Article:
Companies Act, 2013 defines a director as someone who is appointed to be a director on the board of directors.[i] Directors are supposed to act in a bona fide manner towards the company, as they are the agents of the company and thus have a fiduciary relationship with it. Directors are responsible for taking decisions on behalf of the company. However, if the board of directors of the company are to die at the same time, the company will continue to operate the same, and a new board will be appointed.[ii] A private limited company needs to have a minimum of 2 directors and a maximum of 15 directors and a public company needs to have a minimum of 3 directors and a maximum of 15 directors; the maximum limit of directors can be changed in both companies by passing a special resolution.[iii] There needs to be at least one woman director in this count of directors.[iv] This paper will analyze who an interested director is.
The interested director has been defined as a director who is by himself or because of his relatives or body corporate, firm, or any other association of individuals in which he or his relatives is a partner, member or director, and is interested in an arrangement or contract, or has proposed an arrangement or contract with the company. He is someone who has any personal interest in the business of the company, either due to his interests or because of his relative’s interests, this need not be a pecuniary interest. All directors making the board of directors can be an interested director, depending on their interests. If the director is interested in the matter himself, then it is a direct interest. If the director’s relative is interested in the matter, it is an indirect interest. A relative is someone who is related to another because they are members of a Hindu Undivided Family; they are husband and wife; or in any other prescribed manner.[v]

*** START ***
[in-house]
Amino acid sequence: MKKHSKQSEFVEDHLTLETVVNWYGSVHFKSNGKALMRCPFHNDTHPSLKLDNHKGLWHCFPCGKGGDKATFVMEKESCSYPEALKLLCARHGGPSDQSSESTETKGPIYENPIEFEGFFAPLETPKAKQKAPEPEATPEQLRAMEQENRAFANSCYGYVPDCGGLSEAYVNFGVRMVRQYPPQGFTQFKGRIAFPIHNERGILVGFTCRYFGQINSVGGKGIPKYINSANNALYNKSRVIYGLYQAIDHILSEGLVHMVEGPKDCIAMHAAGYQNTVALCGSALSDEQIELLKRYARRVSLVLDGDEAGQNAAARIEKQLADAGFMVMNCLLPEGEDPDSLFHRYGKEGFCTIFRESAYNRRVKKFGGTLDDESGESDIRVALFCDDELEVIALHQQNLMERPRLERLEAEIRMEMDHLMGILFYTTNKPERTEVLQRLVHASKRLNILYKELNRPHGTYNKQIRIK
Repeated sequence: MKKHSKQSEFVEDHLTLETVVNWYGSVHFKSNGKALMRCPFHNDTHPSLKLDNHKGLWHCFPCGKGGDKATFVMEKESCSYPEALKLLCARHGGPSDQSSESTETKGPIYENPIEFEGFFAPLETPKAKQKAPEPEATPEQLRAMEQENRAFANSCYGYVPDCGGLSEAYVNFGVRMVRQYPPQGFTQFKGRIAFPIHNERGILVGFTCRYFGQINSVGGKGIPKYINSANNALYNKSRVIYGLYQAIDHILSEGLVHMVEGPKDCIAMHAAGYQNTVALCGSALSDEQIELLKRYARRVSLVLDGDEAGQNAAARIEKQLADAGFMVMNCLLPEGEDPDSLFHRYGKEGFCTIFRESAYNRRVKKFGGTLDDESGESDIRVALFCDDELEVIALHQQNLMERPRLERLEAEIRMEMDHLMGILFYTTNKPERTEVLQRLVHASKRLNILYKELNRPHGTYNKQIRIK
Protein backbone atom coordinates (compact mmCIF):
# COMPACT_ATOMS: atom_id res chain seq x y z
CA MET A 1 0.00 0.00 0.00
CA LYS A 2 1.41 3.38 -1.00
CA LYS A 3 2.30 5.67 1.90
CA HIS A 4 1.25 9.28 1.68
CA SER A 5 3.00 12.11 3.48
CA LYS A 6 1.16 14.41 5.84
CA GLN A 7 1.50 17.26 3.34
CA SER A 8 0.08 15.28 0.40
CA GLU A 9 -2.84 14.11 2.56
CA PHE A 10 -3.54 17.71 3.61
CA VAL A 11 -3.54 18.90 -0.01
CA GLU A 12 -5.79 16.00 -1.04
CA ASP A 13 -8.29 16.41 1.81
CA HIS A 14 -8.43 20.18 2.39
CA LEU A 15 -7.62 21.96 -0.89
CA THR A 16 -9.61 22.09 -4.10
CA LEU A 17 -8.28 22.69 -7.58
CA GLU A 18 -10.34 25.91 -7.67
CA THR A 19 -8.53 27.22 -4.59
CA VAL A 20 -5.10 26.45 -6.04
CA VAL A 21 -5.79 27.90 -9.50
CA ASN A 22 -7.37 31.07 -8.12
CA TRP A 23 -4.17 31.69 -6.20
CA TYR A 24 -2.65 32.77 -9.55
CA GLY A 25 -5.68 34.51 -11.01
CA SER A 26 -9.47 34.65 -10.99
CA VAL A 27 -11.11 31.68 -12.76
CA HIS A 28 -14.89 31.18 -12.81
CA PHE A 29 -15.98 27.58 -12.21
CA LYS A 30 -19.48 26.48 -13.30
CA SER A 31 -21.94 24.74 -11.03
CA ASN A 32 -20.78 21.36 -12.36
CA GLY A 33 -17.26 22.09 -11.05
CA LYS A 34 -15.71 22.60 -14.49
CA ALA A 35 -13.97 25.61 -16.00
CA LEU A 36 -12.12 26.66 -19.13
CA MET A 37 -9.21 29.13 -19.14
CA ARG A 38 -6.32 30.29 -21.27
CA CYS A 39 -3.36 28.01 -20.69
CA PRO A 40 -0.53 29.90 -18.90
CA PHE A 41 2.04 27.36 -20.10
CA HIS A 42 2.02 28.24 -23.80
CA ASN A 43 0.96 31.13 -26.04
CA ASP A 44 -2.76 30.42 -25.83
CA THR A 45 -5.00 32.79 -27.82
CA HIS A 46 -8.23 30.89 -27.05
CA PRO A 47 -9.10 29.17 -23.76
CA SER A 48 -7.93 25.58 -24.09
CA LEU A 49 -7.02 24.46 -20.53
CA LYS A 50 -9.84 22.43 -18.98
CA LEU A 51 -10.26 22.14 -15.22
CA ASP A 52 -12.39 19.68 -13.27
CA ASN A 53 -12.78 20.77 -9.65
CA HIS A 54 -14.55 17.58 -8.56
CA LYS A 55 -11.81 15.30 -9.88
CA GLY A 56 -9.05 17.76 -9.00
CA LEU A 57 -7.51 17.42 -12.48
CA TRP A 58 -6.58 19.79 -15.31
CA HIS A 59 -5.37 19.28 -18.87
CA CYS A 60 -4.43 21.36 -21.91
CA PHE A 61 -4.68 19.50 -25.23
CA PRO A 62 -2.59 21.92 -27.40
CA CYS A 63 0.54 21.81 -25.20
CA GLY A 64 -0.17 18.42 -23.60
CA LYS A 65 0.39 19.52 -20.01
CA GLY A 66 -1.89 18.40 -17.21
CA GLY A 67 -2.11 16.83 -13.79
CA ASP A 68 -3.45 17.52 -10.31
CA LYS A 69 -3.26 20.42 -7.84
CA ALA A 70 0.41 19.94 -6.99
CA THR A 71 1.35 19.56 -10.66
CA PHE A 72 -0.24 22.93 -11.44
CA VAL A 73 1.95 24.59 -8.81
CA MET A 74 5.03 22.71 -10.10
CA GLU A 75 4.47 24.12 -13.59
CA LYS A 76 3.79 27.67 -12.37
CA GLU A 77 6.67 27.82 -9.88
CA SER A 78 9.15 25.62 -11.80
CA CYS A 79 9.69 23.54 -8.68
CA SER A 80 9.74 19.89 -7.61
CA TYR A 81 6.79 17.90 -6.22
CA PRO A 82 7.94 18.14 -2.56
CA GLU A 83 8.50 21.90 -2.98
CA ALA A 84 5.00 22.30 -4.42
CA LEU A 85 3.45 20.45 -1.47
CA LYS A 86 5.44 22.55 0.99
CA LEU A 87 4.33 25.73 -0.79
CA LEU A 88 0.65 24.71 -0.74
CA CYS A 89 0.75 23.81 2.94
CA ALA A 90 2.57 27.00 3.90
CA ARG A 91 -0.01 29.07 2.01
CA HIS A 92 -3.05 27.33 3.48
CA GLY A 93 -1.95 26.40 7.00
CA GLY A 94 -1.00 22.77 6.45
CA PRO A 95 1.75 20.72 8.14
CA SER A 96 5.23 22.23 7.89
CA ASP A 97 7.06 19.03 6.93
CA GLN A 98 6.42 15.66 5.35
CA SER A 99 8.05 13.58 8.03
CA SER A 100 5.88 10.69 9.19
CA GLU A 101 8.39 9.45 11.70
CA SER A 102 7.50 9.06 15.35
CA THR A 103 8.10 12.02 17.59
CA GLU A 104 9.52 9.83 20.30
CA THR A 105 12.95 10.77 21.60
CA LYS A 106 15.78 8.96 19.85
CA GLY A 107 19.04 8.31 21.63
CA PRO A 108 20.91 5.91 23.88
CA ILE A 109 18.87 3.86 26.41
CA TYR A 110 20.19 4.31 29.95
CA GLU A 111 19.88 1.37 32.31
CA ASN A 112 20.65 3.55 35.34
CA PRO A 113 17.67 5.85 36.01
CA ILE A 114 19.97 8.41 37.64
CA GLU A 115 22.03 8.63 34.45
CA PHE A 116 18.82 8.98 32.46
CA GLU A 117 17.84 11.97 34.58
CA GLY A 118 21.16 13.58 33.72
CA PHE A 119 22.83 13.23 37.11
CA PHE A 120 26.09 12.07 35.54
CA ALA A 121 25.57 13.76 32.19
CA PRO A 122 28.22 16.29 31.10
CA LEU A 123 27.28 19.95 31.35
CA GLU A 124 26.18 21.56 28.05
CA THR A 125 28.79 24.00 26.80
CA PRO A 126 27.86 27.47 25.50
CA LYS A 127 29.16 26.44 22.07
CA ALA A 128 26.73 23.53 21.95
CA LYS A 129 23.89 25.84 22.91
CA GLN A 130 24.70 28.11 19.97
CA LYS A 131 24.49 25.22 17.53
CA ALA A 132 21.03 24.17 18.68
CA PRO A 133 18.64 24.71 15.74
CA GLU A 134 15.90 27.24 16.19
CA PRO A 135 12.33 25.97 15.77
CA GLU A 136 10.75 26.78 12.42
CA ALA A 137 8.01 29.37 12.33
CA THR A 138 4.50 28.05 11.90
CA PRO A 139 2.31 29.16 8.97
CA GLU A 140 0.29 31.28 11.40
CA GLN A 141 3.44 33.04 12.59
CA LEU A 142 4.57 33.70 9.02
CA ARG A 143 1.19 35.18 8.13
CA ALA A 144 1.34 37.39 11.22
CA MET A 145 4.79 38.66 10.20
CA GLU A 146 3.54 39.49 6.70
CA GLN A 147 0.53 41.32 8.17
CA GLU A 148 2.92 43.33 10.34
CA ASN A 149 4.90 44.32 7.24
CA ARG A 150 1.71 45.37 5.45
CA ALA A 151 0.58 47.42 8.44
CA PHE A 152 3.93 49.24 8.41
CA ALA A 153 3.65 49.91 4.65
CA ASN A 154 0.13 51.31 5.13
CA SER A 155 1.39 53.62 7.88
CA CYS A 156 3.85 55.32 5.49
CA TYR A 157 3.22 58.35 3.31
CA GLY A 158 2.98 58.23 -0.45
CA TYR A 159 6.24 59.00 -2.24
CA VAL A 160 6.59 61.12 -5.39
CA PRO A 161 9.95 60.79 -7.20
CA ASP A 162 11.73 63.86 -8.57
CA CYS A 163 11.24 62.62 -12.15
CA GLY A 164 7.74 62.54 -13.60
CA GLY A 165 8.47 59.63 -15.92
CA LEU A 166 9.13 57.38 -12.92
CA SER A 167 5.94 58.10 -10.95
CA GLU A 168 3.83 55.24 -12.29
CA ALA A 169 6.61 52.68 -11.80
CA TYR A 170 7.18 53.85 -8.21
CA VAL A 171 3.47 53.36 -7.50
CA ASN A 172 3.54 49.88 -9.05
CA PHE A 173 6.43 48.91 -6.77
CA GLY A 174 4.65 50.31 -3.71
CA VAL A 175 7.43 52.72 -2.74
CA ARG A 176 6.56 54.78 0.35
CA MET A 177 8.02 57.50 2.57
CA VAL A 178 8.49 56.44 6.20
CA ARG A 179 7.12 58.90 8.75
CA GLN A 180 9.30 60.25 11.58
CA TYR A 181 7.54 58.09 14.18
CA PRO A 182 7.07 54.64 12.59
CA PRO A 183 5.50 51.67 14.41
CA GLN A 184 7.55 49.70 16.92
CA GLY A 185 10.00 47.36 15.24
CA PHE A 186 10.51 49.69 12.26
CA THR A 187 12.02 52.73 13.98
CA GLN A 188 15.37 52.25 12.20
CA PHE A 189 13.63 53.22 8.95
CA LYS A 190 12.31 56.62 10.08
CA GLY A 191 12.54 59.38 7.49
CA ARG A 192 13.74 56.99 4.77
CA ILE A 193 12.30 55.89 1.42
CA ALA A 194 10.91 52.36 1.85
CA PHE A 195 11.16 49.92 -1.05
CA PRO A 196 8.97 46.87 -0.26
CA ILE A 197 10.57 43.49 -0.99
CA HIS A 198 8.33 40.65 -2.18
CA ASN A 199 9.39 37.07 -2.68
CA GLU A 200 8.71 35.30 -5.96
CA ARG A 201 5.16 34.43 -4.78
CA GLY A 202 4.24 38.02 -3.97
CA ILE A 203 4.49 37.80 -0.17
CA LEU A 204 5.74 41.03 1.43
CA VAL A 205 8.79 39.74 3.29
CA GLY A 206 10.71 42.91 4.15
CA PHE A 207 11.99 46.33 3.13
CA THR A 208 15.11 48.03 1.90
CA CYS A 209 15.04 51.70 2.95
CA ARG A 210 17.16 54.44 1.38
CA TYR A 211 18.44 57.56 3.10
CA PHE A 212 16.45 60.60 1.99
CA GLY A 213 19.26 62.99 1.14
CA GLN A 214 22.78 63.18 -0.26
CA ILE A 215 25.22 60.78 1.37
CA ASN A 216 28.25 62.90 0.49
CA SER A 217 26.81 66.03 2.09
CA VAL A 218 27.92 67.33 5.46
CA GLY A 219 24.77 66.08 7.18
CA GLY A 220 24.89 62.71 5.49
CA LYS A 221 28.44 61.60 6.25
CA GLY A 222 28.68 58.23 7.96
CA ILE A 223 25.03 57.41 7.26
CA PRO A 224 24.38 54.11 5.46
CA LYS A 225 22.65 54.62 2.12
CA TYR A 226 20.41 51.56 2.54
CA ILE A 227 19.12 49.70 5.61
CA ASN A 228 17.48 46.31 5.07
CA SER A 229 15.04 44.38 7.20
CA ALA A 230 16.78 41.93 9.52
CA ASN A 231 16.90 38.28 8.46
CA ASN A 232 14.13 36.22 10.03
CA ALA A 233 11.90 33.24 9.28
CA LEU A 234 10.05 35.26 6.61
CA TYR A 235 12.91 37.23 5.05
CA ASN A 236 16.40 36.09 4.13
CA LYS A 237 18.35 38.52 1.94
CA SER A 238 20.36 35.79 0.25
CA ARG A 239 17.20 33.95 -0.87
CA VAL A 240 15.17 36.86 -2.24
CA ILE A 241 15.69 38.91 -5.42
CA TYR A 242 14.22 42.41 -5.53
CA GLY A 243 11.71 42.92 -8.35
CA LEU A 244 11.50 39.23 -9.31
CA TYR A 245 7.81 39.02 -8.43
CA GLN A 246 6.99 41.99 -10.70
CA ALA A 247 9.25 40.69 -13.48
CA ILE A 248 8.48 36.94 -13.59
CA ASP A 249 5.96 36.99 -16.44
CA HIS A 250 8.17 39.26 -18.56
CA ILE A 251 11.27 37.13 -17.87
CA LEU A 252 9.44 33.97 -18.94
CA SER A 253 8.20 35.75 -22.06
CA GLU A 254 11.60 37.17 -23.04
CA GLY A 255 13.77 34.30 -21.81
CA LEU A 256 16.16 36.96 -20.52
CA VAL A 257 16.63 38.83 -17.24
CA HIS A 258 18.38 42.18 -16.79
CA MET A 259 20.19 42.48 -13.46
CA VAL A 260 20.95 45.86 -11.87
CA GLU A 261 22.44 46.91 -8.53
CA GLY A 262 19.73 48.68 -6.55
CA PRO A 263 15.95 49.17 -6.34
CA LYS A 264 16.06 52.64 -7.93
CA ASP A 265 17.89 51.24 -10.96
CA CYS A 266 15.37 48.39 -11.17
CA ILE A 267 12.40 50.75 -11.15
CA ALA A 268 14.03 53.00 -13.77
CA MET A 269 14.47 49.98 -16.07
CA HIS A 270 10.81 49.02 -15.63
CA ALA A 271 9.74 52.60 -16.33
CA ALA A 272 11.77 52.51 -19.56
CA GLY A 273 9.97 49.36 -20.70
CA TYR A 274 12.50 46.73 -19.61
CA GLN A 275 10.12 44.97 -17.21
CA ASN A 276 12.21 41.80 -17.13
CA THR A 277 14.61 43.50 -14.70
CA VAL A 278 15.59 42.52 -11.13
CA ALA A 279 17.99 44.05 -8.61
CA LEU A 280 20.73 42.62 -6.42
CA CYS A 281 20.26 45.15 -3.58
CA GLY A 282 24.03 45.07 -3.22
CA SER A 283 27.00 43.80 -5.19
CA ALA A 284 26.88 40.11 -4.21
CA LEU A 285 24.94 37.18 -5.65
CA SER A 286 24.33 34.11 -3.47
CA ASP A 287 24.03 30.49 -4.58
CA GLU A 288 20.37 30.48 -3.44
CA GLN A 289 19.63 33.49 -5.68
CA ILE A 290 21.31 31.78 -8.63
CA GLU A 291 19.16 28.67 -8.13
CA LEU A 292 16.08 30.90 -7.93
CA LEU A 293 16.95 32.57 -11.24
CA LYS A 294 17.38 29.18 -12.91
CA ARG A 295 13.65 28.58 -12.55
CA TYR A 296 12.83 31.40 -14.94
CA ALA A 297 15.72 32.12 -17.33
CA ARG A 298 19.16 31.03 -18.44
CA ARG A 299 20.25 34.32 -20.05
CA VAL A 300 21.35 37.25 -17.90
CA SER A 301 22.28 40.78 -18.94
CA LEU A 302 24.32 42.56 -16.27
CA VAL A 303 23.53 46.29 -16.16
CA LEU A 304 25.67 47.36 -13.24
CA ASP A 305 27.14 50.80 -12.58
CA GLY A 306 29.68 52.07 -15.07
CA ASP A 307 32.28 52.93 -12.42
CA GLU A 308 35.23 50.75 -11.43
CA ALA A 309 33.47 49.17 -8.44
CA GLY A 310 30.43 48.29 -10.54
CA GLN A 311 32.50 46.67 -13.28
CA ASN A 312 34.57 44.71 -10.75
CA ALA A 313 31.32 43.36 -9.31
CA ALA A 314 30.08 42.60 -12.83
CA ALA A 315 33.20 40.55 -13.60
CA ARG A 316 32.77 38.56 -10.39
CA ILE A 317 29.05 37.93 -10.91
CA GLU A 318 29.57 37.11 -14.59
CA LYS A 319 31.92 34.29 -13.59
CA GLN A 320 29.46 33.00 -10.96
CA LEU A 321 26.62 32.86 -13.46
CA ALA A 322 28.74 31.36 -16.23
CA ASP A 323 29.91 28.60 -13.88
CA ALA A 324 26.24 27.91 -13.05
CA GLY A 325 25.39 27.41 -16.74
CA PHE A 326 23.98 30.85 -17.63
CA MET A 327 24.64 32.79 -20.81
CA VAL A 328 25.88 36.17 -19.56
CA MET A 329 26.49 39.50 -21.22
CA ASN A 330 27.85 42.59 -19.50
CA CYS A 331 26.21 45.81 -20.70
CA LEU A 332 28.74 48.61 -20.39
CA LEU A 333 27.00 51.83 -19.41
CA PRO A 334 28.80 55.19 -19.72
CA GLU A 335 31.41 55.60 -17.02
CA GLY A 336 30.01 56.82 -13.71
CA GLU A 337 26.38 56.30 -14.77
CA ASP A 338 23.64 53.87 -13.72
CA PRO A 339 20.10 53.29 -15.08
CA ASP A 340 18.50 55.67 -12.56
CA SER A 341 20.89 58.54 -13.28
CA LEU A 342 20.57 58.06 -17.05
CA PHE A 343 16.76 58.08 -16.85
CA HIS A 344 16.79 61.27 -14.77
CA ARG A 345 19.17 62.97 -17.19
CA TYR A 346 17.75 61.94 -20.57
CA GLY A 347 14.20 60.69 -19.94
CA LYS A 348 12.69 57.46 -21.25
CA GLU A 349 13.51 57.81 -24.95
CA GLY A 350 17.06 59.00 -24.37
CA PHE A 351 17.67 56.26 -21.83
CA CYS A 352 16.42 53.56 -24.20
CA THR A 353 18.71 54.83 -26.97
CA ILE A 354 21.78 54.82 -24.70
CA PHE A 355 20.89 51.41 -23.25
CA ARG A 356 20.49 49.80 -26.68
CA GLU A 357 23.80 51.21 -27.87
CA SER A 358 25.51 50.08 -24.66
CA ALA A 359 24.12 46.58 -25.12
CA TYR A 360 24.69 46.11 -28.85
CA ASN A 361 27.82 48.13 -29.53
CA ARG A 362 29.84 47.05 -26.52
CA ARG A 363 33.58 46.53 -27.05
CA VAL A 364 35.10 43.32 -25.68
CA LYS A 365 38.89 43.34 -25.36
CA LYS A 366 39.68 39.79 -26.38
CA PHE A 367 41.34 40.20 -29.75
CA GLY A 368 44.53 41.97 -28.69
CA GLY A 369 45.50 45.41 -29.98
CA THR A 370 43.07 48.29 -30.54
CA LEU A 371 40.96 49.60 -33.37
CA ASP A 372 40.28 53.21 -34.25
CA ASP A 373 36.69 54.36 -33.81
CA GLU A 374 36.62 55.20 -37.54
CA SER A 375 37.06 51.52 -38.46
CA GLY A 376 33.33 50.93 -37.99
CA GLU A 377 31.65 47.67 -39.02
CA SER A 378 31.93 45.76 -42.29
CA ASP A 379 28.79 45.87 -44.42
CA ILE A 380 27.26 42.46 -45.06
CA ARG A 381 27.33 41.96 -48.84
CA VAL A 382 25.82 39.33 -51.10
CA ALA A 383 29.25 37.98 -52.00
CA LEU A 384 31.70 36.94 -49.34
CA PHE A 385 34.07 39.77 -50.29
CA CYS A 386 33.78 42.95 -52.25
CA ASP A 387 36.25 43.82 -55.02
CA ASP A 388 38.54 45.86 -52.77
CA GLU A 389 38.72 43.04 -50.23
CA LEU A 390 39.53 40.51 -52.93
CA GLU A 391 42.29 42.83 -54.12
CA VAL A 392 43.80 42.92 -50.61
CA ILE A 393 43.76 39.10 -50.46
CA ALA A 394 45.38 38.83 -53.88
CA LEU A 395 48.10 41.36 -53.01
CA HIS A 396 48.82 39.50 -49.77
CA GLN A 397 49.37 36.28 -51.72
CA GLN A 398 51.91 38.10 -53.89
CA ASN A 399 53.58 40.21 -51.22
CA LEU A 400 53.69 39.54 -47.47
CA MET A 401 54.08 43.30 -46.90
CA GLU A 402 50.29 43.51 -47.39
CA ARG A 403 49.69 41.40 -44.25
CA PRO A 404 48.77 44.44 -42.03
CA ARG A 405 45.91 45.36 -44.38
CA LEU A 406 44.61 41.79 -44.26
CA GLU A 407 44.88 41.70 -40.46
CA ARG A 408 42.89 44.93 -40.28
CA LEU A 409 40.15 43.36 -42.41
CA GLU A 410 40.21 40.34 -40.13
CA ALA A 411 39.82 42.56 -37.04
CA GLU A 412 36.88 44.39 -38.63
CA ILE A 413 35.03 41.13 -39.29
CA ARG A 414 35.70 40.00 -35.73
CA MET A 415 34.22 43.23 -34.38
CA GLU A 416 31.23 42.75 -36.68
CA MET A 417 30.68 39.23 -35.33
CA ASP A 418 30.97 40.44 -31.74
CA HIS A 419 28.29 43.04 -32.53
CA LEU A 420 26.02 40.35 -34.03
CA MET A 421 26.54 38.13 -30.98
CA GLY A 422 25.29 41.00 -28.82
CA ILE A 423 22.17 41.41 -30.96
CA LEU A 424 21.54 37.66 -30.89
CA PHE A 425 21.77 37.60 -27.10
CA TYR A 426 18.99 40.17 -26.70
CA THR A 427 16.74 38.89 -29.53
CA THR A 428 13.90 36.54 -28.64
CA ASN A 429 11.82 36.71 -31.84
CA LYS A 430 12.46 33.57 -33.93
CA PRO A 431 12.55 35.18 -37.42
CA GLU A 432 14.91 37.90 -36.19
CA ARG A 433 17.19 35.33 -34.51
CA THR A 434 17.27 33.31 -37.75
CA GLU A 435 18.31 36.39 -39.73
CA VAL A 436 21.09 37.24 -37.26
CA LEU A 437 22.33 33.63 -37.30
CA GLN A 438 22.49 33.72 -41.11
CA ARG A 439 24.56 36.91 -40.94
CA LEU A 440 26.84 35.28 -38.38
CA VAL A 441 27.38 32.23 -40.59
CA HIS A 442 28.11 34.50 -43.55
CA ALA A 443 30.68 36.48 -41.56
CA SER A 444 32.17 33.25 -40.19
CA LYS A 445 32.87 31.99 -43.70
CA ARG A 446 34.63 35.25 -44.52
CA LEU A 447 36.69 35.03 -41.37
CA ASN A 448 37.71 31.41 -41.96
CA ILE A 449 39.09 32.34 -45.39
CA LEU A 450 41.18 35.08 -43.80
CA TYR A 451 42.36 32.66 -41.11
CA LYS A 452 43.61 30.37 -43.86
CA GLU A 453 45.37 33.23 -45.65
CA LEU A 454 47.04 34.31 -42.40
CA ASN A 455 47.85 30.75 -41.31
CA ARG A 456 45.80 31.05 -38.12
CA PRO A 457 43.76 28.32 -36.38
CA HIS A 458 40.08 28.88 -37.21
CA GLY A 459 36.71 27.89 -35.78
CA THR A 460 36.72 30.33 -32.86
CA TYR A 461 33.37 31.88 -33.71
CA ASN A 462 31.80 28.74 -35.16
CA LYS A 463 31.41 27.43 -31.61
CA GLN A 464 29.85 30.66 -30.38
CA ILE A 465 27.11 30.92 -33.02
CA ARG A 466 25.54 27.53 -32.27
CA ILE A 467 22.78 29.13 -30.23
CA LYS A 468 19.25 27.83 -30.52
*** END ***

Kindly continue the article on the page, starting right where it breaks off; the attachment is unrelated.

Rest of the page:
Section 184 of the Companies Act, 2013 lays down the necessity of disclosure of interest by any director. A director, in the first meeting where they participate as a director, and after that first meeting held for every financial year or whenever there is a change in their interests as a director, will make such disclosures as is necessary and make changes if there are any changes to the disclosure then it is their responsibility to disclose their concern or interest in any companies, body corporates, firms, or any other associations of individuals, including any shareholding they have.[vi] It is the duty of the director to make this disclosure of interest in whatever entity, in the immediate meeting held after such notice of interest was taken by them. If a director is interested in the contract or arrangement being discussed in the meeting, then his presence will not count towards the quorum of the meeting.[vii]
If a director is interested directly or indirectly in a transaction being entered into by the company and a body corporate,[viii] whether through an arrangement entered into or about to be entered into, or proposed contract or contract already entered into, and they hold more than 2% shareholding in this body corporate, or are a promoter Chief Executive Officer or manager of that corporate then they shall disclose the nature of their interest and concern at the meeting immediately after such interested is brought to their notice, and sit outside of the board meeting discussing the matter. If a director is interested, directly or indirectly, in a contract whether proposed or entered into, or arrangement which has been proposed or entered into, between the company and the firm or any other entity,[ix] and is a partner, member, or owner of the entity, then he has to disclose his interest in the immediate meeting after such interest is brought to his notice.